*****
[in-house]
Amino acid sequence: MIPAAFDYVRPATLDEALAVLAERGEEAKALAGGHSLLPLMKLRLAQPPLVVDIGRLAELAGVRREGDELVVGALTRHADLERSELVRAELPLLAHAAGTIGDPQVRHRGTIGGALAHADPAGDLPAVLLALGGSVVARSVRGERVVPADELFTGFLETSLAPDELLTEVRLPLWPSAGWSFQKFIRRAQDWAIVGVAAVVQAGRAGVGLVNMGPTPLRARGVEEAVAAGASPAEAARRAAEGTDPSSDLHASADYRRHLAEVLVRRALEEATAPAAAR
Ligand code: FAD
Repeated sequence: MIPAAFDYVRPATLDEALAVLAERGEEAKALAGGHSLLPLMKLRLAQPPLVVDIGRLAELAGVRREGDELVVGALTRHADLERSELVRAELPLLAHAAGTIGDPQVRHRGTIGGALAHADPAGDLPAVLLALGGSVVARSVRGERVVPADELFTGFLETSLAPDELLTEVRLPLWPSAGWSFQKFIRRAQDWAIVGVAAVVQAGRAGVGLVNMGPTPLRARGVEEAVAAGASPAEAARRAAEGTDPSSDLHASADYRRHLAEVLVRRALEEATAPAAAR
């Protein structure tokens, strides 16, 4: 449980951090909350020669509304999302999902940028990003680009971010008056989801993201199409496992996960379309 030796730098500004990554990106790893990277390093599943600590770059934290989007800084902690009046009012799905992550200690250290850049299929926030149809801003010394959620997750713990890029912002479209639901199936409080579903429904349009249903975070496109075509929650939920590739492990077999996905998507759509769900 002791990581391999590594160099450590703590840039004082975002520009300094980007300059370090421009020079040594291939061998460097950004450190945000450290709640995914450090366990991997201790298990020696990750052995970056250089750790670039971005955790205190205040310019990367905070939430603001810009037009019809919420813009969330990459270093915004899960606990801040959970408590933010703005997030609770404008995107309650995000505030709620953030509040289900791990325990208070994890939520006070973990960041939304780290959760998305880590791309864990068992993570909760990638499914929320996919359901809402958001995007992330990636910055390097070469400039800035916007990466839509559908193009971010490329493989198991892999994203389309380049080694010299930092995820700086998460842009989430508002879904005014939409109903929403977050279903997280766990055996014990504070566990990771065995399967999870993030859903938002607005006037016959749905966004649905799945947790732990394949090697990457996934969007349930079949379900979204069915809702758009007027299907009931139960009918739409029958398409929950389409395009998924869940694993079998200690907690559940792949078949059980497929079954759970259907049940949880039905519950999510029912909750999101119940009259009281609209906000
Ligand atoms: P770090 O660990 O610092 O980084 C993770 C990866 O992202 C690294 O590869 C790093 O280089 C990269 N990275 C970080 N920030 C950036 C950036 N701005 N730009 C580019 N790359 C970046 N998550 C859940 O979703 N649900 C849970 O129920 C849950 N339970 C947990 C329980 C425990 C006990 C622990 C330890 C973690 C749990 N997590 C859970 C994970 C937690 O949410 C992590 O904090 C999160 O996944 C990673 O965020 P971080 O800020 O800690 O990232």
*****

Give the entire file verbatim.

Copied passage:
[in-house]
Amino acid sequence: MIPAAFDYVRPATLDEALAVLAERGEEAKALAGGHSLLPLMKLRLAQPPLVVDIGRLAELAGVRREGDELVVGALTRHADLERSELVRAELPLLAHAAGTIGDPQVRHRGTIGGALAHADPAGDLPAVLLALGGSVVARSVRGERVVPADELFTGFLETSLAPDELLTEVRLPLWPSAGWSFQKFIRRAQDWAIVGVAAVVQAGRAGVGLVNMGPTPLRARGVEEAVAAGASPAEAARRAAEGTDPSSDLHASADYRRHLAEVLVRRALEEATAPAAAR
Ligand code: FAD
Repeated sequence: MIPAAFDYVRPATLDEALAVLAERGEEAKALAGGHSLLPLMKLRLAQPPLVVDIGRLAELAGVRREGDELVVGALTRHADLERSELVRAELPLLAHAAGTIGDPQVRHRGTIGGALAHADPAGDLPAVLLALGGSVVARSVRGERVVPADELFTGFLETSLAPDELLTEVRLPLWPSAGWSFQKFIRRAQDWAIVGVAAVVQAGRAGVGLVNMGPTPLRARGVEEAVAAGASPAEAARRAAEGTDPSSDLHASADYRRHLAEVLVRRALEEATAPAAAR
């Protein structure tokens, strides 16, 4: 449980951090909350020669509304999302999902940028990003680009971010008056989801993201199409496992996960379309 030796730098500004990554990106790893990277390093599943600590770059934290989007800084902690009046009012799905992550200690250290850049299929926030149809801003010394959620997750713990890029912002479209639901199936409080579903429904349009249903975070496109075509929650939920590739492990077999996905998507759509769900 002791990581391999590594160099450590703590840039004082975002520009300094980007300059370090421009020079040594291939061998460097950004450190945000450290709640995914450090366990991997201790298990020696990750052995970056250089750790670039971005955790205190205040310019990367905070939430603001810009037009019809919420813009969330990459270093915004899960606990801040959970408590933010703005997030609770404008995107309650995000505030709620953030509040289900791990325990208070994890939520006070973990960041939304780290959760998305880590791309864990068992993570909760990638499914929320996919359901809402958001995007992330990636910055390097070469400039800035916007990466839509559908193009971010490329493989198991892999994203389309380049080694010299930092995820700086998460842009989430508002879904005014939409109903929403977050279903997280766990055996014990504070566990990771065995399967999870993030859903938002607005006037016959749905966004649905799945947790732990394949090697990457996934969007349930079949379900979204069915809702758009007027299907009931139960009918739409029958398409929950389409395009998924869940694993079998200690907690559940792949078949059980497929079954759970259907049940949880039905519950999510029912909750999101119940009259009281609209906000
Ligand atoms: P770090 O660990 O610092 O980084 C993770 C990866 O992202 C690294 O590869 C790093 O280089 C990269 N990275 C970080 N920030 C950036 C950036 N701005 N730009 C580019 N790359 C970046 N998550 C859940 O979703 N649900 C849970 O129920 C849950 N339970 C947990 C329980 C425990 C006990 C622990 C330890 C973690 C749990 N997590 C859970 C994970 C937690 O949410 C992590 O904090 C999160 O996944 C990673 O965020 P971080 O800020 O800690 O990232």